There are also challenges specific to project management which serve to make the activity of corrective action more difficult. These include:

  • Many projects involve multiple organizations, each a separate legal entity having unique knowledge/skills for which they are being contracted. This means players may try to protect their own turf (think of the BP disaster in the Gulf, and how the various contractors blamed each other), making the truth hard to find.
  • Project personnel may only consider the current project, rather than future projects, as potential beneficiaries of corrective action. The reality is that all players should be able to learn from investigations and often carry that knowledge into future projects.
  • Similarly, due to the fact that each project has an end-point, it may be difficult to do a full-on evaluation of effectiveness. The value of solutions may only be appreciated in the course of future projects.

Another significant advantage of developing better root cause analysis skills within the project team is that such thinking is fundamental for risk management, quality management and the creation of a “learning culture.”

Don’t forget to leave your comments below.

Duke Okes is an expert in Quality Management with 35 years of experience as a quality engineer, consultant and trainer.  He has worked with dozens of companies in ten countries, and hundreds of organizations have attended his public workshops on auditing, quality systems, performance metrics and root cause analysis.  He is an ASQ Fellow and certified by ASQ as a quality manager, engineer and auditor.  He holds degrees in technology, business and education, and is a frequent conference speaker on quality management.  He is the author of “Root Cause Analysis: The Core of Problem Solving and Corrective Action,” and has published dozens of articles on quality.

Gareth Byatt has 15+ years of experience in project, program and PMO management in IT and construction for Lend Lease. Gareth has worked in several countries and lives in Sydney, Australia. He can be contacted through LinkedIn. Gareth holds numerous degrees, certifications, and credentials in program and project management as follows: an MBA from one of the world’s leading education establishments, a 1st-class undergraduate management degree, and the PMP®, PgMP®, PMI-RMP®, PMI-SP® & PRINCE2 professional certifications. Gareth is currently a Director of the PMI Sydney Chapter, he is the APAC Region Director for the PMI’s PMO Community of Practice and he chairs several peer networking groups. He has presented on PMOs, portfolio and program and project management at international conferences in the UK, Australia, & Asia including PMI APAC in 2010.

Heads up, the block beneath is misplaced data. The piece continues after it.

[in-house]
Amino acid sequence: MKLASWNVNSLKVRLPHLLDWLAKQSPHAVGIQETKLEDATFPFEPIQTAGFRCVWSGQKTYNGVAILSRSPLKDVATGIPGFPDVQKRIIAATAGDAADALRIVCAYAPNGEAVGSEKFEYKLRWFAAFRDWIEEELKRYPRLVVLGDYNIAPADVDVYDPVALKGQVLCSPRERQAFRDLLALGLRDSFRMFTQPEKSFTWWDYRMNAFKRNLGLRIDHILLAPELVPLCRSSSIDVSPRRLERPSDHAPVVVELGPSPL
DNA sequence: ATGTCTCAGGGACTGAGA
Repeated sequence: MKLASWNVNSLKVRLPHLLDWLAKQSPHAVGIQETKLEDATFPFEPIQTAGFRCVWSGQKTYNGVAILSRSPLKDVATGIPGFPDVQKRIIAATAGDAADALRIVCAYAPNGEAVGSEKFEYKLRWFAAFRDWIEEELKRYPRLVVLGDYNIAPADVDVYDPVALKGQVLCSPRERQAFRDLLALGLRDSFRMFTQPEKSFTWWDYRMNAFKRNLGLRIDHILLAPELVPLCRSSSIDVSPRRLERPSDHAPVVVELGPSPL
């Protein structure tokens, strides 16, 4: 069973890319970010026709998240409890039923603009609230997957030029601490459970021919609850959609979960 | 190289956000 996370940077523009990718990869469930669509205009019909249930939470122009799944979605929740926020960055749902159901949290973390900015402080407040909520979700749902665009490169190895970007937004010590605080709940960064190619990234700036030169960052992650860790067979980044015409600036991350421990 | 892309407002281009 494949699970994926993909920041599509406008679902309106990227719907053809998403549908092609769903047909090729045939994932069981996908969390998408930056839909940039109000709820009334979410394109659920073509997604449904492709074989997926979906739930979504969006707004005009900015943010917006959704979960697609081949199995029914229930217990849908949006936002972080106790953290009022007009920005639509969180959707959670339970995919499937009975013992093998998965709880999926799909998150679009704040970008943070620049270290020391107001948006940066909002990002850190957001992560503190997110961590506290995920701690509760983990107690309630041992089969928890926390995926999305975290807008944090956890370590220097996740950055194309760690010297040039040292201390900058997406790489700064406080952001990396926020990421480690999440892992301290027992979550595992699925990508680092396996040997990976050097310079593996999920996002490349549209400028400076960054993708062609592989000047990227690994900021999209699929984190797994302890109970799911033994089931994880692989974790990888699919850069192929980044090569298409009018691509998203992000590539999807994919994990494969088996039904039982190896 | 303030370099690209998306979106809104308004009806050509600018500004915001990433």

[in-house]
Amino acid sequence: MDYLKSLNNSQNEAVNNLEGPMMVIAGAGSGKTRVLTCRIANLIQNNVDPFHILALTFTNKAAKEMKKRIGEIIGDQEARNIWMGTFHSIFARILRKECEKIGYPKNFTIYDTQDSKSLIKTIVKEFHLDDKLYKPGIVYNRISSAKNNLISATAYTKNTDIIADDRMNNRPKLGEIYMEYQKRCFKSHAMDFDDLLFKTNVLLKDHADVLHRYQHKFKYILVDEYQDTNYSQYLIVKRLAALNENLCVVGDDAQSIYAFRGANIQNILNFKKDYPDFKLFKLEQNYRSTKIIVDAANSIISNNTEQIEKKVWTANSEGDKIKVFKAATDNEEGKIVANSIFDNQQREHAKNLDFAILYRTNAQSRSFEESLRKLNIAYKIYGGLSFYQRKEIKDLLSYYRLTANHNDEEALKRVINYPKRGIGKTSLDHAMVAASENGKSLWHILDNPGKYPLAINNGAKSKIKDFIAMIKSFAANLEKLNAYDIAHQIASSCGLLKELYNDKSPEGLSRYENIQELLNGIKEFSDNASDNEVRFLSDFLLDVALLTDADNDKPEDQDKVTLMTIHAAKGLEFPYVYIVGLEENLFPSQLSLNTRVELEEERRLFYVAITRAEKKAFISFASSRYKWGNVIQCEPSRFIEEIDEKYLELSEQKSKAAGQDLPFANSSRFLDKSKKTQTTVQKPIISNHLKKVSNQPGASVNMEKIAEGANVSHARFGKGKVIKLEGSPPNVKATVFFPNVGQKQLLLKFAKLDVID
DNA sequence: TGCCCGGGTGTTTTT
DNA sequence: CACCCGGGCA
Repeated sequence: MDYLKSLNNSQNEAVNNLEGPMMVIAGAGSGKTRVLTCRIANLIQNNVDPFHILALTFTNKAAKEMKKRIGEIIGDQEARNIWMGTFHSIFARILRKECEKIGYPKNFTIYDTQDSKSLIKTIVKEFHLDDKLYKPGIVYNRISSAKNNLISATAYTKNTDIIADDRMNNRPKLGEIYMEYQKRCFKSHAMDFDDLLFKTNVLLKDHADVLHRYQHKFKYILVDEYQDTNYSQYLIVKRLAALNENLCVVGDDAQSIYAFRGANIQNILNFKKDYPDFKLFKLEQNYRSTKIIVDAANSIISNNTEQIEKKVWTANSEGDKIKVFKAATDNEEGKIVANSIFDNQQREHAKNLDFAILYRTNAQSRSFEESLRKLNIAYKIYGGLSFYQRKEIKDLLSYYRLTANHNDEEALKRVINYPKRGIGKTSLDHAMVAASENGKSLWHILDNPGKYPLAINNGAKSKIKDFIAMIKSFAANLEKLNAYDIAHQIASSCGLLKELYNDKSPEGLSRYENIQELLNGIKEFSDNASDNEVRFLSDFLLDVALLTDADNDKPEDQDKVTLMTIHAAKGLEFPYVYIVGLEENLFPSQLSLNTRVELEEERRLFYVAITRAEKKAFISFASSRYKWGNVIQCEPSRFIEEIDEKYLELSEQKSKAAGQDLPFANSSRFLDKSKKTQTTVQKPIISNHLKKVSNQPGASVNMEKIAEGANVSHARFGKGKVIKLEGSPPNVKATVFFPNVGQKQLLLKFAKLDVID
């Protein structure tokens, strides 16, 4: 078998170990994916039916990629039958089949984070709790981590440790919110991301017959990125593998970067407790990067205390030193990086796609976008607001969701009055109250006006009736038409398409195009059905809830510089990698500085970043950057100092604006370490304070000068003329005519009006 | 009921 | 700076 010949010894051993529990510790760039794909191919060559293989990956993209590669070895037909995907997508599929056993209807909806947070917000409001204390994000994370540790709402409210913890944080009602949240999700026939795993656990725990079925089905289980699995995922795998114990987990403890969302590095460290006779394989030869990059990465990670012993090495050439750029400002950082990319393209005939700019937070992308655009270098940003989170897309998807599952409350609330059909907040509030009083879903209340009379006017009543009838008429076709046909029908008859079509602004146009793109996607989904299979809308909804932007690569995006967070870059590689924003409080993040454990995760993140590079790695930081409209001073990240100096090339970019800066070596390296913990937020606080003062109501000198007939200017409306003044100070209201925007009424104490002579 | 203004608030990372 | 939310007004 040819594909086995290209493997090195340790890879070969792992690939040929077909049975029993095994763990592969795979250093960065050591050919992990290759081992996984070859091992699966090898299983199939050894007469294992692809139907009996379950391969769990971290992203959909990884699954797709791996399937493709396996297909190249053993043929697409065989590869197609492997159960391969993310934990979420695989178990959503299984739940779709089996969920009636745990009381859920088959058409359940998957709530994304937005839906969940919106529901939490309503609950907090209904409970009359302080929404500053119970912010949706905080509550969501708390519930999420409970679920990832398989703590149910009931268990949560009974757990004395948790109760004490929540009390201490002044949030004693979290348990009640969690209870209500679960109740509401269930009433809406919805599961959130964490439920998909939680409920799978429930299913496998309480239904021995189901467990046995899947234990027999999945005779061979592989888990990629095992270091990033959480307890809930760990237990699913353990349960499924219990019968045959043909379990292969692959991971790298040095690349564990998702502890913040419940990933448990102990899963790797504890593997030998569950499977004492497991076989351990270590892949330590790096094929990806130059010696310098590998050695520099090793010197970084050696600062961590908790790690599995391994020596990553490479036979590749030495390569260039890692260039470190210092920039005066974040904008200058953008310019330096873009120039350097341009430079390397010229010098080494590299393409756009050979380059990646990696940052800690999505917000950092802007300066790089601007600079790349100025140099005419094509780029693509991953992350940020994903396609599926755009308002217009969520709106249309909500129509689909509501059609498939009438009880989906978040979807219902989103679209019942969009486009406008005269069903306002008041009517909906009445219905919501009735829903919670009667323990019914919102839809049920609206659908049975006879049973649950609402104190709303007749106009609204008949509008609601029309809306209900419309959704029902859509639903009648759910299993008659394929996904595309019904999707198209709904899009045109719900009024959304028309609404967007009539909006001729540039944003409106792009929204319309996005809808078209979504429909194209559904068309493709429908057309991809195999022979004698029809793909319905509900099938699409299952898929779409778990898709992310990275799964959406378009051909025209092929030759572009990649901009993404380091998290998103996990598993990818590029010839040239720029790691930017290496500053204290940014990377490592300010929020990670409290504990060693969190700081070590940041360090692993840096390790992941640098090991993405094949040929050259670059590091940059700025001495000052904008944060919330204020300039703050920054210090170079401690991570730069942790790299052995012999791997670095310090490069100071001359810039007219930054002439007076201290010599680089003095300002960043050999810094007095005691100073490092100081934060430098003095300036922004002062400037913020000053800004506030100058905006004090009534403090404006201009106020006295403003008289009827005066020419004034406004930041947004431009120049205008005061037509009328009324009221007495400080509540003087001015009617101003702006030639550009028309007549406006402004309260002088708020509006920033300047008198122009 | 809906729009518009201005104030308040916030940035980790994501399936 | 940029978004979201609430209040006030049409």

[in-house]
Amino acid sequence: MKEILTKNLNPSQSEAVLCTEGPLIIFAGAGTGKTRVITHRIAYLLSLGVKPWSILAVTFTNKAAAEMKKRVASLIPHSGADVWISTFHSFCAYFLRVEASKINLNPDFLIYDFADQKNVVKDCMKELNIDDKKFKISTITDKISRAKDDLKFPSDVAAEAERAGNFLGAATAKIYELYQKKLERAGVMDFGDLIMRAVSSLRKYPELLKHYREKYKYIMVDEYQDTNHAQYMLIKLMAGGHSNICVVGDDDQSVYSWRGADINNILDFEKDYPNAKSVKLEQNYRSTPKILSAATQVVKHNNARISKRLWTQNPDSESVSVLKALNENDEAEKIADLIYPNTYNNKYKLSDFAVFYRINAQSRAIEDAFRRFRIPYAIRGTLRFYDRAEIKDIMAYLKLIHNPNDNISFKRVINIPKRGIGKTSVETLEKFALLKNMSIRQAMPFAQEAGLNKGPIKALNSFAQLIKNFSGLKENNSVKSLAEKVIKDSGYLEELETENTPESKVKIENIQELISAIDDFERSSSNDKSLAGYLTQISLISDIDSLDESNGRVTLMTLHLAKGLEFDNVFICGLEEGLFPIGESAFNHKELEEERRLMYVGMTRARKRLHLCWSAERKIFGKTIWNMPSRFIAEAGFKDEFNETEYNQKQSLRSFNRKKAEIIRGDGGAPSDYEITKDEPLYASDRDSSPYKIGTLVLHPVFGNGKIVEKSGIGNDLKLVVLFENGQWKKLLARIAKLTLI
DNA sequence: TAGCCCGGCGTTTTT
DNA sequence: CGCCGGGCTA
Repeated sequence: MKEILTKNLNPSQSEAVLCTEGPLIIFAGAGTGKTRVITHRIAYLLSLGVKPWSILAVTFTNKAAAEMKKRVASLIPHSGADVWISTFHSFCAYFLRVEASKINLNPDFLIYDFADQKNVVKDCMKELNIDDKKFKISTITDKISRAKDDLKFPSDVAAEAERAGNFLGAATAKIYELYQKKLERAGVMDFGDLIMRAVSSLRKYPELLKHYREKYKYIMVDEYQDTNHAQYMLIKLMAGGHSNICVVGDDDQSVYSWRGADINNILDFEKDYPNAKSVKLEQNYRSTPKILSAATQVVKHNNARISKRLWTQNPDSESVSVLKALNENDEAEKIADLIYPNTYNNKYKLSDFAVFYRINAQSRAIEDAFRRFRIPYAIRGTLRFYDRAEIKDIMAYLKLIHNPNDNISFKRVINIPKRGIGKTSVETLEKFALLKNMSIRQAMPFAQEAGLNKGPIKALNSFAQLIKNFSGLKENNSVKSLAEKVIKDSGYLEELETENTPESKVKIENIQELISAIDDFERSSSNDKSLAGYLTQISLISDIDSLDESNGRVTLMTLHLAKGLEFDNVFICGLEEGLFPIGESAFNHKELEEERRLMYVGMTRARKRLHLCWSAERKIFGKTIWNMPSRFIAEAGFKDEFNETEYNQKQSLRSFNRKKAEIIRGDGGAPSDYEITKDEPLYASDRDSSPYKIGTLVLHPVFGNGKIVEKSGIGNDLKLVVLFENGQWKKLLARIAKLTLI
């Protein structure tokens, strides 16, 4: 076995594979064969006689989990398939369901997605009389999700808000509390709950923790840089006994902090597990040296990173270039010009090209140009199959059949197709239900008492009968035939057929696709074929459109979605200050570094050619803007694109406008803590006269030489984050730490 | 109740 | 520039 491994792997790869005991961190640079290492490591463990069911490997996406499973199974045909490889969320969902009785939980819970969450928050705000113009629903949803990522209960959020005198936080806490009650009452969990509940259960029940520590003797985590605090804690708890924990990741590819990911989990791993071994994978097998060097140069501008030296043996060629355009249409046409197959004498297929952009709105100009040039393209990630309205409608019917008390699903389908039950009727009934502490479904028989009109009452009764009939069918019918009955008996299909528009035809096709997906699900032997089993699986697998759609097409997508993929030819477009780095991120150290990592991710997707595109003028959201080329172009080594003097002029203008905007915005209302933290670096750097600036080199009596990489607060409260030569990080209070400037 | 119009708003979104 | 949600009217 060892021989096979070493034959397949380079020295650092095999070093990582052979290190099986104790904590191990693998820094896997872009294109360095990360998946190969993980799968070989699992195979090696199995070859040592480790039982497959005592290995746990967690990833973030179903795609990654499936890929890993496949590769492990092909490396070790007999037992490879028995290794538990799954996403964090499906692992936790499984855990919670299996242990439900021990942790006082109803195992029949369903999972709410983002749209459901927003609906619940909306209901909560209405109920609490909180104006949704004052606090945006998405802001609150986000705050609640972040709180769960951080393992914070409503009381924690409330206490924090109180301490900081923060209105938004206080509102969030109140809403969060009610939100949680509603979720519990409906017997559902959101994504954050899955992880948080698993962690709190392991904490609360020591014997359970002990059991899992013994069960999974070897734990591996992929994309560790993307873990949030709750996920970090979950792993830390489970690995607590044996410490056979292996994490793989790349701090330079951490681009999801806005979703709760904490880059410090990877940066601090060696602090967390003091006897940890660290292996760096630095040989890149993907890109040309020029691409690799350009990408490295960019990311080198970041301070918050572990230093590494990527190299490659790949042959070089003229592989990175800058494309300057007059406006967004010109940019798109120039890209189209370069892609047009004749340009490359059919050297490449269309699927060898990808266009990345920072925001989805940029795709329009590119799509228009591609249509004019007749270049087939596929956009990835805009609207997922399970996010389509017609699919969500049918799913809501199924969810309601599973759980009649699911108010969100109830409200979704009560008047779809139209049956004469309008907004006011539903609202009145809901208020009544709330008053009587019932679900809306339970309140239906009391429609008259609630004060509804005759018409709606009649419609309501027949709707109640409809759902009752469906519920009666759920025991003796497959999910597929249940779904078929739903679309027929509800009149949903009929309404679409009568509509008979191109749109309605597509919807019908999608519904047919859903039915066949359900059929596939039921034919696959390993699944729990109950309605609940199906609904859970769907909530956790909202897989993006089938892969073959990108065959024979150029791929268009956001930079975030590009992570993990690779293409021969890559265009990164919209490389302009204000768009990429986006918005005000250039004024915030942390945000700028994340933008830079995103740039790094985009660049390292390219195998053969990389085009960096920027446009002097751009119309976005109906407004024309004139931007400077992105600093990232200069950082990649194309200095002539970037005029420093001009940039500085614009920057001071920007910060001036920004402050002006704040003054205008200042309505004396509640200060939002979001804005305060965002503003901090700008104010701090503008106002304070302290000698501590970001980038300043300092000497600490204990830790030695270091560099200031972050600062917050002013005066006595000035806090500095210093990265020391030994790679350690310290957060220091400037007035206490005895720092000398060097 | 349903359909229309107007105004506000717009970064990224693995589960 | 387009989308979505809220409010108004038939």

Gary Hamilton has 16+ years of project and program management experience in IT, finance, and human resources and volunteers as the VP of Professional Development for the PMI East Tennessee chapter. Gary is a 2009 & 2010 Presidents’ Volunteer Award recipient for his charitable work with local fire services and professional groups. He has won several internal awards for results achieved from projects and programs he managed as well as being named one of the Business Journal’s Top 40 Professionals in 2007. Gary was the first person globally to obtain the five credentials PgMP®, PMP®, PMI-RMP®, PMI-SP® , CAPM® . In addition to these, Gary holds numerous other degrees and certifications in IT, management, and project management and they include: an advanced MBA degree in finance, Project+, PRINCE2, MSP, ITIL-F, MCTS (Sharepoint), MCITP (Project), and Six Sigma GB professional certifications.

Jeff Hodgkinson is a 32 year veteran of Intel Corporation, where he continues on a progressive career as a program/project manager. Jeff is an IT@Intel Expert and blogs on Intel’s Community for IT Professionals for Program/Project Management subjects and interests. He is also the Intel IT PMO PMI Credential Mentor supporting colleagues in pursuit of a new credential. Jeff received the 2010 PMI (Project Management Institute) Distinguished Contribution Award for his support of the Project Management profession from the Project Management Institute. Jeff was the 2nd place finalist for the 2011 Kerzner Award and was also the 2nd place finalist for the 2009 Kerzner International Project Manager of the Year Award TM. He lives in Mesa, Arizona, USA and is a member of Phoenix PMI Chapter. Because of his contributions to helping people achieve their goals, he is the third (3rd) most recommended person on LinkedIn with 570+ recommendations, and is ranked 55th most networked LinkedIn person. He gladly accepts all connection invite requests from PM practitioners at: Jeff holds numerous certifications and credentials in program and project management, which are as follows: CAPM®, CCS, CDT, CPC™, CIPM™, CPPM–Level 10, CDRP, CSM™, CSQE, GPM™, IPMA-B®, ITIL-F, MPM™, PME™, PMOC, PMP®, PgMP®, PMI-RMP®, PMI-SP®, PMW, and SSGB. Jeff is an expert at program and project management principles and best practices. He enjoys sharing his experiences with audiences around the globe as a keynote speaker at various PM events.